Cabins in Wisconsin

by Ethan Shaw

Staying in a cabin or rustic cottage in Wisconsin is a quintessential means of experiencing this beautiful and varied Midwestern state. From a cabin set on a small lake ringed by northern hardwood forest to a more deluxe cottage in a resort-like setting, the array of options is sure to fulfill the expectations and needs of most vacationers.

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Locations

Cabin and cottage rentals are distributed across the state, though the greatest concentrations lie in northern Wisconsin -- the most heavily wooded and lake-strewn portion of the state. Many lodgings, in fact, sit on a lakeshore. Some of the cottages of the Inn on Madeleine Island complex stand within view of the biggest lake of them all, Lake Superior -- good choices for those wishing to gaze into the stormy, powerful reaches of that inland sea. The cabins at Aberdeen Lodge sit on a quieter waterway, 1,500 feet along the Manitowish Chain of Lakes near Manitowish Waters. Not all cabins are in the Northwoods, though: the Crazy Horse Campground, for example, along the Sugar River in south-central Wisconsin, offers a chain of basic camping cabins and deluxe cottages on its acreage.

Amenities

The amenities of Wisconsin’s rental cabins and cottages vary widely. If you're seeking a primitive experience, you might consider the rustic cabins operated by the Wisconsin Department of Natural Resources at Copper Falls and Blue Mounds state parks. But many Wisconsin cabins have their fair share of amenities: the Cranberry Cabin on the grounds of the Arpin Cranberry Campground near the Black River State Forest in central Wisconsin, for example, boasts satellite TV, an equipped kitchen and a fire pit.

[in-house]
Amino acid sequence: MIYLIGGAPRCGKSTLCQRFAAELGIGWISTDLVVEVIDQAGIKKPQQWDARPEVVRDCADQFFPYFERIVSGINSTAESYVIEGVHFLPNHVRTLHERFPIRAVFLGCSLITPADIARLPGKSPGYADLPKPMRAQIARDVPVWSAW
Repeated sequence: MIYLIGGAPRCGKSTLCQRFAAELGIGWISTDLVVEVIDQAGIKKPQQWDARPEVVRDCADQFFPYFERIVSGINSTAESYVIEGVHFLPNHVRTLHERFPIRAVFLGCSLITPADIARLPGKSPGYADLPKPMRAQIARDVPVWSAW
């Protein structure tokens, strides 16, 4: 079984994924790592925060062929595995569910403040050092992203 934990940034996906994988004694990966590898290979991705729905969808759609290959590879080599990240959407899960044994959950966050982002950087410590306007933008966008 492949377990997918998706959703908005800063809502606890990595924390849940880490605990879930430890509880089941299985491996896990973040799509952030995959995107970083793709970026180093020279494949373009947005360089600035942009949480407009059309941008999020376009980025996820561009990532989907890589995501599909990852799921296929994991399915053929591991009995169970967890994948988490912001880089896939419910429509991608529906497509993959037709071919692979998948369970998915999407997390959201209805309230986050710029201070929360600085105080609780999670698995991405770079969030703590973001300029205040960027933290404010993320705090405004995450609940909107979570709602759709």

Attractions and Activities

However long your stay at the cabin, you'll have plenty to occupy yourself with -- especially in terms of outdoor activities. Wisconsin's forests, prairies and wetlands are wonderful places to hike, snowshoe or ski through. At the North Haven Country Cottage in northwestern Wisconsin, for example, you'll be situated just north of the Chequamagon National Forest (managed together with the Nicolet National Forest in the northeastern part of the state), which has miles of trails, remote lakes and deep woods. Sharp-eyed visitors who hike trails or drive quietly on back roads may spot wildlife like fishers, black bears, bobcats or even gray wolves.

Seasons

Consider the season when planning to vacation in a Wisconsin cabin or cottage. Summertime offers the advantage of ice-free lakes for casual fishing and boating, though you’ll generally be contending with mosquitoes and other biting insects. Thunderstorms and muggy temperatures are other considerations of the season. Spring and fall are often pleasant, though springtime may feature heavy and powerful storms. Winter can be cold and blizzard prone, but the coziness of a cabin fireplace and snowbound woods make it a popular time for such retreats.

About the Author

Ethan Shaw is a writer and naturalist living in Oregon. He has written extensively on outdoor recreation, ecology and earth science for outlets such as Backpacker Magazine, the Bureau of Land Management and Atlas Obscura. Shaw holds a Bachelor of Science in wildlife ecology and a graduate certificate in geographic information systems from the University of Wisconsin.